Mystery, suspense, thrillers, paranormal, horror & YA by "Cheryl Kaye Tardif" & romance by "Cherish D'Angelo". Cheryl is represented by Trident Media Group in NY.

Saturday, May 19, 2007

Review: The Edge of Winter by Luanne Rice

A Sweet, Lyrical, ‘War-Ravaged’ Story

Luanne Rice’s latest novel, The Edge of Winter, was a delight to read. It is not a fast-paced novel filled with mega-action or explosions. There is no big chase scene or hold your breath pivotal moment. What it does have is a slow, steady buildup of plot and an intense look at the lives of numerous scarred characters and how they are intertwined, brought together by old wars, new wars, love, family ties, death, secrets and forgiveness. If you’re patient with this book, you’ll come to know these characters and care for them…and miss them when you’re done.

The Edge of Winter is a journey, rich with details of the land and nature―of snowy owls, windswept beaches and watery graves. It is the story of Mickey and her mom, Neve. A story of sweet, innocent first love and cautious, suspicious second love. Mickey is a teenager with a soft spot for all things wounded, including an injured owl and Shane, a lonely teenaged boy with a passion for surfing. Neve, frustrated with her ‘deadbeat’ ex-husband, is drawn to Tim O’Casey, the ranger from Refuge Beach, where a German submarine had sank off the coast after being bombed in World War II.

When a rich and powerful man decides to raise the submarine and turn it into a museum, Mickey and Shane are spurred on to save the submarine’s resting place and a piece of their history. But there are secrets that haunt the waters. Perhaps, the lost souls don’t want to be raised. In this story, there are many lost souls who need saving, and that may be its only down side. It may be unrealistic to wrap up every character in a ‘happily ever after’ theme, but I know (as an author myself) it is so very tempting.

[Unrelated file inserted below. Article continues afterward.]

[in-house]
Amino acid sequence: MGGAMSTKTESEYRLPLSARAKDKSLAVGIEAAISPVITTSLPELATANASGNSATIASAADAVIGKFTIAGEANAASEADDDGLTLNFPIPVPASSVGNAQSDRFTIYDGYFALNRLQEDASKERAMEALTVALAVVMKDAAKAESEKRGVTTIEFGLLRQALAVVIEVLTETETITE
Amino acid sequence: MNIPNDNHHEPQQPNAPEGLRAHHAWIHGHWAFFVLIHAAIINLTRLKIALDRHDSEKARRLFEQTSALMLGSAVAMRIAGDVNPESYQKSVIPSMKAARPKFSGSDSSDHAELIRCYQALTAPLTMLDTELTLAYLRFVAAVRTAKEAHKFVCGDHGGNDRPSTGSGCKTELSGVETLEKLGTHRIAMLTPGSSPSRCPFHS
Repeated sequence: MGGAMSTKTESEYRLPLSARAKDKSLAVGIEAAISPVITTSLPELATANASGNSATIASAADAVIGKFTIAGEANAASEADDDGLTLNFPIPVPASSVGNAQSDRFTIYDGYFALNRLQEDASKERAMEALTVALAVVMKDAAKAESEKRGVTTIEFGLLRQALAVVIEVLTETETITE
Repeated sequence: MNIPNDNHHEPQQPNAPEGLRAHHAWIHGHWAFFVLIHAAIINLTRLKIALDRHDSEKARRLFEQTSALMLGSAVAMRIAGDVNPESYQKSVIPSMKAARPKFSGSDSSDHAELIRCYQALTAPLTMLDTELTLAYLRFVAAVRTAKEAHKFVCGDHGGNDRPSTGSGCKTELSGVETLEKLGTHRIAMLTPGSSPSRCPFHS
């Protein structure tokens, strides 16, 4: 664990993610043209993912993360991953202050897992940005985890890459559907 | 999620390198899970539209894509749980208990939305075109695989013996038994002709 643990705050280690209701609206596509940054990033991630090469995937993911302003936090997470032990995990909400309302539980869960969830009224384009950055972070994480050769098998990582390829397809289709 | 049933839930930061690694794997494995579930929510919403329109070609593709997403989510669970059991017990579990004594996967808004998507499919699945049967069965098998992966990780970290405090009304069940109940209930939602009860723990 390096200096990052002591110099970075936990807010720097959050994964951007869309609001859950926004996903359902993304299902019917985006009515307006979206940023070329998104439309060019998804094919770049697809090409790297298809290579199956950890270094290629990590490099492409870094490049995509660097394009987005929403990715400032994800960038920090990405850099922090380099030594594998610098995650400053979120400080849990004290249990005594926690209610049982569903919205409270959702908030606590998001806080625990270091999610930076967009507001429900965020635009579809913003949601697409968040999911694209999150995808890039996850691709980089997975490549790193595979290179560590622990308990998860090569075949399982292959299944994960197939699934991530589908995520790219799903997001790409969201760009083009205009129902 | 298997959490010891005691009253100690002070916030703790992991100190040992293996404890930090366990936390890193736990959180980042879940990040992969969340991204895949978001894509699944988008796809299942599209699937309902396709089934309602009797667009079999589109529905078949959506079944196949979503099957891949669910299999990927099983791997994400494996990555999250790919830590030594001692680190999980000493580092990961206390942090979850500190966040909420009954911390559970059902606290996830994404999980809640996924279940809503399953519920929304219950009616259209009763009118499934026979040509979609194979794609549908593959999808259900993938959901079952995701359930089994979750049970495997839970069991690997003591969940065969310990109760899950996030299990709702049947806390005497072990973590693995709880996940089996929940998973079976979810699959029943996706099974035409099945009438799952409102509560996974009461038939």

The Edge of Winter is a tribute to Luanne’s father, a navigator-bombardier who flew in World War II, and to all the men and women fighting wars, then and now, on both sides. The author writes about the far-reaching and ravaging effects of war that carry on for generations. We are shown how forgiveness and understanding can set free even the most crippling guilt. The last few chapters are very emotional and really bring forth the author’s message: “It was war.”

A simple but heartfelt summer read with unforgettable characters, perfect for reading while at the cottage or relaxing on a beach. I gave this novel 4.5 stars mainly because my favorite Luanne Rice novel is still Beach Girls.

~ Cheryl Kaye Tardif is a freelance journalist, book reviewer and editor. She is also the author of three mystery novels set in Canada, including the bestselling ‘assisted suicide novel’ Whale Song, the high-octane thriller The River and the sizzling psychic suspense Divine Intervention.

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